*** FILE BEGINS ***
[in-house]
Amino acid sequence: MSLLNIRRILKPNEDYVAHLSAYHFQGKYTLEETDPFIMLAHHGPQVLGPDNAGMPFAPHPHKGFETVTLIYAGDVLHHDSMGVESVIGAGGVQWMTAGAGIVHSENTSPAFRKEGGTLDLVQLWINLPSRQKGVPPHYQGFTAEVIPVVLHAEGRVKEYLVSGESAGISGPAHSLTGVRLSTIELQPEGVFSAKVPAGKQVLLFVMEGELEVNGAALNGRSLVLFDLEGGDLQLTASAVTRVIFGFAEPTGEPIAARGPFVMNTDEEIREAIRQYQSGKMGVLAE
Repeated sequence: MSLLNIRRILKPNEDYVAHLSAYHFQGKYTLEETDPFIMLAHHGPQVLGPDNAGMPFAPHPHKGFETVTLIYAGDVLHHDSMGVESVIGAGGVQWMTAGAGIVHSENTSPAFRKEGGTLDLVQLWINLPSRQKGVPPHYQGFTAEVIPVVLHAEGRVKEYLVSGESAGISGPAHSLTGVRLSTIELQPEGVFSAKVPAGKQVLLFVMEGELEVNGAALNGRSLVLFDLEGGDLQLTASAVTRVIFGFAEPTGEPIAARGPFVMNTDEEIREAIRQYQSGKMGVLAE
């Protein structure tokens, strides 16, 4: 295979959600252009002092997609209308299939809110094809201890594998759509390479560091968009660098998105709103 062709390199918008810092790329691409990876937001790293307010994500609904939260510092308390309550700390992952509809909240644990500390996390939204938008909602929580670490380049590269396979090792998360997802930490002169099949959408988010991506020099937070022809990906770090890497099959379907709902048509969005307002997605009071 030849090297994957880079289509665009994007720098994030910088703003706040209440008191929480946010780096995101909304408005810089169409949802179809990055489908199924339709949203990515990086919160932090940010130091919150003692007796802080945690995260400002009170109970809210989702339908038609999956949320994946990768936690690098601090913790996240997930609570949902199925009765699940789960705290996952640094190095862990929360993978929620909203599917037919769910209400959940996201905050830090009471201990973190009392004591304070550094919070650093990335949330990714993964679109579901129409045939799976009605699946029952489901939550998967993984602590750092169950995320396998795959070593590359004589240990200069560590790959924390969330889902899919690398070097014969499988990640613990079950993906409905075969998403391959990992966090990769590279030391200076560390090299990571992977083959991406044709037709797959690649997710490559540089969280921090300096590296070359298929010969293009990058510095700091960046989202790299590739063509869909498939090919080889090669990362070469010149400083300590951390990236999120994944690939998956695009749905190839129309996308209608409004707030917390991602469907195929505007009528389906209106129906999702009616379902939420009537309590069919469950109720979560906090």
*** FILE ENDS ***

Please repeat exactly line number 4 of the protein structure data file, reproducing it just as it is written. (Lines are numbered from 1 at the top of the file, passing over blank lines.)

């Protein structure tokens, strides 16, 4: 295979959600252009002092997609209308299939809110094809201890594998759509390479560091968009660098998105709103 062709390199918008810092790329691409990876937001790293307010994500609904939260510092308390309550700390992952509809909240644990500390996390939204938008909602929580670490380049590269396979090792998360997802930490002169099949959408988010991506020099937070022809990906770090890497099959379907709902048509969005307002997605009071 030849090297994957880079289509665009994007720098994030910088703003706040209440008191929480946010780096995101909304408005810089169409949802179809990055489908199924339709949203990515990086919160932090940010130091919150003692007796802080945690995260400002009170109970809210989702339908038609999956949320994946990768936690690098601090913790996240997930609570949902199925009765699940789960705290996952640094190095862990929360993978929620909203599917037919769910209400959940996201905050830090009471201990973190009392004591304070550094919070650093990335949330990714993964679109579901129409045939799976009605699946029952489901939550998967993984602590750092169950995320396998795959070593590359004589240990200069560590790959924390969330889902899919690398070097014969499988990640613990079950993906409905075969998403391959990992966090990769590279030391200076560390090299990571992977083959991406044709037709797959690649997710490559540089969280921090300096590296070359298929010969293009990058510095700091960046989202790299590739063509869909498939090919080889090669990362070469010149400083300590951390990236999120994944690939998956695009749905190839129309996308209608409004707030917390991602469907195929505007009528389906209106129906999702009616379902939420009537309590069919469950109720979560906090």